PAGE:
Paying Tribute to Steve Jobs

Some folks here at Knotice share their thoughts on the passing of Steve Jobs.
“Thank you Steve Jobs for giving us parents the greatest tool of all times – The Tantrum Blocker, aka iphone/ipod/ipad/Toy Story. You will be missed but never be forgotten .” – Anitha Monippallil

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Steve Jobs impacted me, not only in the products he helped bring to market, but the innovations he inspired within his company regarding process and user experience. In my career, as a user experience strategist, Apple’s interfaces, and human interaction methods have been the standard by which all others aspire. From the original, revolutionary iMac, to the modern and almost incomprehensibly cool iPad/iPhone lineup, Steve Jobs helped to shape the culture and business practices of an entire generation, worldwide.

I tell this story every opportunity I get. When Apple introduced iDVD, they had purchased the company that developed the software platform they needed to provide the functionality. When the big meeting came for Steve Jobs to review the capabilities and recommended interfaces that the team had developed, they all got into a big room and placed all of their intricate interface designs, specifications documents, and user experience research all on the walls and prepared to wow Steve with their technical expertise and attention to detail.

When Steve Jobs got to the meeting, he looked around for a minute, then got up and walked to the board. Grabbed a dry erase marker and drew a box. He looked at the audience and said, “This is your interface” pointing to the empty box. He then drew a smaller file folder on the outside of that box. “This is the file you want to make into a DVD” pointing to the smaller file folder. He then drew an arrow from the small file folder to the box indicating the functionality, which is that you simply drag the file over the interface and drop it in. And then he walked out the door. The company was stunned and inspired, and the result is excellent.

The genius of Steve Jobs was not just in the technology he created or the products he developed; it was the method with which he packaged that technology and presented it the consumers, and I will forever be inspired by that. – Brent Williams
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I’d like to share a quote from Steve Jobs: “The only way to do great work is to love what you do. If you haven’t found it yet, keep looking. Don’t settle. As with all matters of the heart, you’ll know when you find it.” This is why I work at Knotice, because it is a great place to work and I really do love my job. – Scott Cooper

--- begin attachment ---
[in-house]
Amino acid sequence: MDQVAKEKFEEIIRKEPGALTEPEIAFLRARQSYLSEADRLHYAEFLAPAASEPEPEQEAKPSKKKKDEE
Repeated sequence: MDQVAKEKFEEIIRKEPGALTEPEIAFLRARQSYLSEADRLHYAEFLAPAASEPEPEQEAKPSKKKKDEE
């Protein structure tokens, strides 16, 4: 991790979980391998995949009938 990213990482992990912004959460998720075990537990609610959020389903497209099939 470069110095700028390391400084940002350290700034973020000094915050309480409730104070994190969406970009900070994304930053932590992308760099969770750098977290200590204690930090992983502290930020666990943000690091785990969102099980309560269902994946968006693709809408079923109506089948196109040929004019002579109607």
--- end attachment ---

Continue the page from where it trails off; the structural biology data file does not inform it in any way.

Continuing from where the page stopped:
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Steve Jobs was a man far ahead of his time, and in some ways I think, a man who was “otherworldly.” My deepest thoughts and prayers are with Steve’s family, friends and Apple associates. I remember my first foray into desktop publishing while working at an automotive trade publishing firm in 1985. The ease of transitioning from a world of typewriters, key lines and typesetting to the freedom of creating a publication electronically in half the production time amazed me then, and still amazes me to this day. It was my first introduction to a Macintosh computer and it was love at first sight.

I wish all the folks at Apple great success in the next chapter of the company’s growth. I sincerely hope they can carry the heavy burden of the visionary thinking Steve Jobs possessed. I will remain indebted to what Steve Jobs has personally meant to me in introducing me to the world of computers and electronic technology in general. – Sandie Hampton
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From an inspiration standpoint to me, I wanted to pass this along: http://www.youtube.com/watch?v=UF8uR6Z6KLc. I’ve watched it more than a few times over the years, and always found it a nice video to have on hand. – Steve Lehner
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I got the first iPhone on the first day it was released in 2007. Since that time, I have used my iPhone to take pretty much every picture and film every video of my family. When I look at those pictures (in iPhoto, of course) or watch the movies (in iMovie or Quicktime), I have Steve Jobs to thank. When I share those memories with my family through a quick text from my iPhone or over the MobileMe service, they have Steve Jobs to thank. When I can connect with distant friends and family members over iChat or FaceTime, we have Steve Jobs to thank. Steve’s technology has changed the world but it has touched me and my family in a very personal way.